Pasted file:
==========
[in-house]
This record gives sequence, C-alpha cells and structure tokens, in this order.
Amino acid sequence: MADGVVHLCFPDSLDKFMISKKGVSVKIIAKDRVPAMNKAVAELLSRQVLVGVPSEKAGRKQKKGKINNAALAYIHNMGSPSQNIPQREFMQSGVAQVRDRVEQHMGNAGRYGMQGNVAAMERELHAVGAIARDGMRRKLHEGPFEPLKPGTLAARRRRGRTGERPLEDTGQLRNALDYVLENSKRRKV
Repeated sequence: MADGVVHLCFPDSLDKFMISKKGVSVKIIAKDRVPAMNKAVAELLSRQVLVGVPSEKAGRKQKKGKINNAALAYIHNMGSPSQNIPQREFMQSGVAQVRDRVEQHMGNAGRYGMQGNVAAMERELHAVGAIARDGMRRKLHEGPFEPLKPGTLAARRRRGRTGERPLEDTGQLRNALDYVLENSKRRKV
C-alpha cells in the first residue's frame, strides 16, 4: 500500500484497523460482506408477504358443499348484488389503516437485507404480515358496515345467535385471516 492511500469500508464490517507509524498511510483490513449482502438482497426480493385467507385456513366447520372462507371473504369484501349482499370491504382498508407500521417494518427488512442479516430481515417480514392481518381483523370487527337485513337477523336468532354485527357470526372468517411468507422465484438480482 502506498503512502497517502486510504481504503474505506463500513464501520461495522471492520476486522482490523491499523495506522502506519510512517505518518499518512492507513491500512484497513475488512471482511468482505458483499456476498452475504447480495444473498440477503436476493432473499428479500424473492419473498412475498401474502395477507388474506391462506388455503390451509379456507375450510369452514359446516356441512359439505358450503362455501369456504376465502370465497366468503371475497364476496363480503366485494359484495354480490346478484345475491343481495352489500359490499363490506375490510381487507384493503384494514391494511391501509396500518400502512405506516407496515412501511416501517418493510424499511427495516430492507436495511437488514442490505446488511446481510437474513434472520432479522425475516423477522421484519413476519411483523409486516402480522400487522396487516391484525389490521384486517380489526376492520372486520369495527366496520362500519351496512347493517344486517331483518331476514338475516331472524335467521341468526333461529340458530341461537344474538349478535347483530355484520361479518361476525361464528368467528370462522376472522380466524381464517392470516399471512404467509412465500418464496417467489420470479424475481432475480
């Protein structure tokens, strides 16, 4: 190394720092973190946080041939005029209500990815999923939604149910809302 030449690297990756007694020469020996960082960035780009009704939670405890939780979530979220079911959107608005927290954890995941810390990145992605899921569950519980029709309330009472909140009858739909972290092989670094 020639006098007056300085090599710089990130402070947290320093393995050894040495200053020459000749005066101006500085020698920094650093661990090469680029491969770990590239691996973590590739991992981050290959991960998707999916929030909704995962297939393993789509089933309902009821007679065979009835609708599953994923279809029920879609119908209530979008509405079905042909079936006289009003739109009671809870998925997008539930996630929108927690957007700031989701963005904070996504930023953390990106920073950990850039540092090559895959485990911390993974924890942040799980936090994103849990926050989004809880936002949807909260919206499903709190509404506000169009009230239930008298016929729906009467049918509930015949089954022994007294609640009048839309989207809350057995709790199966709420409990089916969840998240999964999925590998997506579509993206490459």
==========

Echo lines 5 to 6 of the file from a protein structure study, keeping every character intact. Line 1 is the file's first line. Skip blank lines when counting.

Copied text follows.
C-alpha cells in the first residue's frame, strides 16, 4: 500500500484497523460482506408477504358443499348484488389503516437485507404480515358496515345467535385471516 492511500469500508464490517507509524498511510483490513449482502438482497426480493385467507385456513366447520372462507371473504369484501349482499370491504382498508407500521417494518427488512442479516430481515417480514392481518381483523370487527337485513337477523336468532354485527357470526372468517411468507422465484438480482 502506498503512502497517502486510504481504503474505506463500513464501520461495522471492520476486522482490523491499523495506522502506519510512517505518518499518512492507513491500512484497513475488512471482511468482505458483499456476498452475504447480495444473498440477503436476493432473499428479500424473492419473498412475498401474502395477507388474506391462506388455503390451509379456507375450510369452514359446516356441512359439505358450503362455501369456504376465502370465497366468503371475497364476496363480503366485494359484495354480490346478484345475491343481495352489500359490499363490506375490510381487507384493503384494514391494511391501509396500518400502512405506516407496515412501511416501517418493510424499511427495516430492507436495511437488514442490505446488511446481510437474513434472520432479522425475516423477522421484519413476519411483523409486516402480522400487522396487516391484525389490521384486517380489526376492520372486520369495527366496520362500519351496512347493517344486517331483518331476514338475516331472524335467521341468526333461529340458530341461537344474538349478535347483530355484520361479518361476525361464528368467528370462522376472522380466524381464517392470516399471512404467509412465500418464496417467489420470479424475481432475480
């Protein structure tokens, strides 16, 4: 190394720092973190946080041939005029209500990815999923939604149910809302 030449690297990756007694020469020996960082960035780009009704939670405890939780979530979220079911959107608005927290954890995941810390990145992605899921569950519980029709309330009472909140009858739909972290092989670094 020639006098007056300085090599710089990130402070947290320093393995050894040495200053020459000749005066101006500085020698920094650093661990090469680029491969770990590239691996973590590739991992981050290959991960998707999916929030909704995962297939393993789509089933309902009821007679065979009835609708599953994923279809029920879609119908209530979008509405079905042909079936006289009003739109009671809870998925997008539930996630929108927690957007700031989701963005904070996504930023953390990106920073950990850039540092090559895959485990911390993974924890942040799980936090994103849990926050989004809880936002949807909260919206499903709190509404506000169009009230239930008298016929729906009467049918509930015949089954022994007294609640009048839309989207809350057995709790199966709420409990089916969840998240999964999925590998997506579509993206490459």